“The person who can vacuum an entire house without once losing his or her composure, staying balanced, centered and focused on the process rather than pressing impatiently for completion, is a person who knows something about mastery.” -George Leonard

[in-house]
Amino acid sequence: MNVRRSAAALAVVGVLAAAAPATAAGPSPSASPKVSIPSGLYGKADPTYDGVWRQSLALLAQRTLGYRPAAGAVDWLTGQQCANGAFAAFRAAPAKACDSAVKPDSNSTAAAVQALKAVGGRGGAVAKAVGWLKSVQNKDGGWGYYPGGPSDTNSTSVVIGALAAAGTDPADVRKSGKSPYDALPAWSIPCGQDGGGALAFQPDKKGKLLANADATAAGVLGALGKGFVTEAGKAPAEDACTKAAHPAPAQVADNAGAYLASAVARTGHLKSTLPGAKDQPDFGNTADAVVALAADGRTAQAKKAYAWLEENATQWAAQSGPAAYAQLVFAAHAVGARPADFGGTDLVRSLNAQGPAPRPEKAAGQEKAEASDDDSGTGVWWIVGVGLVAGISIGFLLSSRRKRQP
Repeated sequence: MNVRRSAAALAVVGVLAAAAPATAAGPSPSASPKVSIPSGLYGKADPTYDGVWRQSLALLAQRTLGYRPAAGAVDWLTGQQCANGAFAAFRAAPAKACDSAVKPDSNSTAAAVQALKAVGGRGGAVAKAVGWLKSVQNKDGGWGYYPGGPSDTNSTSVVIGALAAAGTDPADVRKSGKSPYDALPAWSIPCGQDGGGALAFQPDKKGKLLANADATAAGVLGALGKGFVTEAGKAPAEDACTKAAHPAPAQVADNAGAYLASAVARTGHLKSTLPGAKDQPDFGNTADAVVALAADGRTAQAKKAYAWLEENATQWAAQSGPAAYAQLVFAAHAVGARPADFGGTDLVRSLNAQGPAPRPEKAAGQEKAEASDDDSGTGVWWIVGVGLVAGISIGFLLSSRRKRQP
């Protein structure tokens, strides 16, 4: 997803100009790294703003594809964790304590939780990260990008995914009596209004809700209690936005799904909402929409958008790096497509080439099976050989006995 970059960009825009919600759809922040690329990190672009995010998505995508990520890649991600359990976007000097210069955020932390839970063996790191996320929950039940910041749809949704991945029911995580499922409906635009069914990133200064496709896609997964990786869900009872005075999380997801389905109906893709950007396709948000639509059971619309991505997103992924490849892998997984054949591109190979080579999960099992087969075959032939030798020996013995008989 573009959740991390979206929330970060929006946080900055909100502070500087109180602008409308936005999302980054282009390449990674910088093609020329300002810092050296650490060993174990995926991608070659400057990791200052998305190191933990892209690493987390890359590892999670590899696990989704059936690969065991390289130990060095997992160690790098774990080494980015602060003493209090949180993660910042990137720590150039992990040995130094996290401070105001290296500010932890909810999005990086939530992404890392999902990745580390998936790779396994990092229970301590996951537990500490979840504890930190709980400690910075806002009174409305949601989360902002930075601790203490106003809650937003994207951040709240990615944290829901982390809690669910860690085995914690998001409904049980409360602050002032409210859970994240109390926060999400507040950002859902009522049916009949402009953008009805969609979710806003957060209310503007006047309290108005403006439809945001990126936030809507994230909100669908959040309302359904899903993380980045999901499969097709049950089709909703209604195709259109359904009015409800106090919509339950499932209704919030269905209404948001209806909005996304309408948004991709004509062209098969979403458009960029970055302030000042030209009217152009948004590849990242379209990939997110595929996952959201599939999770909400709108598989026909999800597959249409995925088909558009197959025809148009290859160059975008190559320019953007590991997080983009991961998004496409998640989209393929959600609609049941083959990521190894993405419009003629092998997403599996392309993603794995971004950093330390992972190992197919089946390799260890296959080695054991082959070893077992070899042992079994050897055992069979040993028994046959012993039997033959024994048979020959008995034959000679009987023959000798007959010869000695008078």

Mastering the Commonplace, chapter 13 of Leonard’s ‘Mastery’, finally sunk in today. When he wrote about taking the time to be balanced and centered for each movement of washing the dishes, drying them, and putting them away, I scoffed: I am a busy man. The last thing I want to do is spend more time doing the dishes. I understand and completely agree with his position that we are a goal oriented society; in an attempt to see quick results, people often rush through tasks, and it costs them more time, energy, and money than doing it right in the first place. This is easily exemplified by my computer programming, where taking the time to code correctly in the first place saves time in the long run even if it postpones the initial results.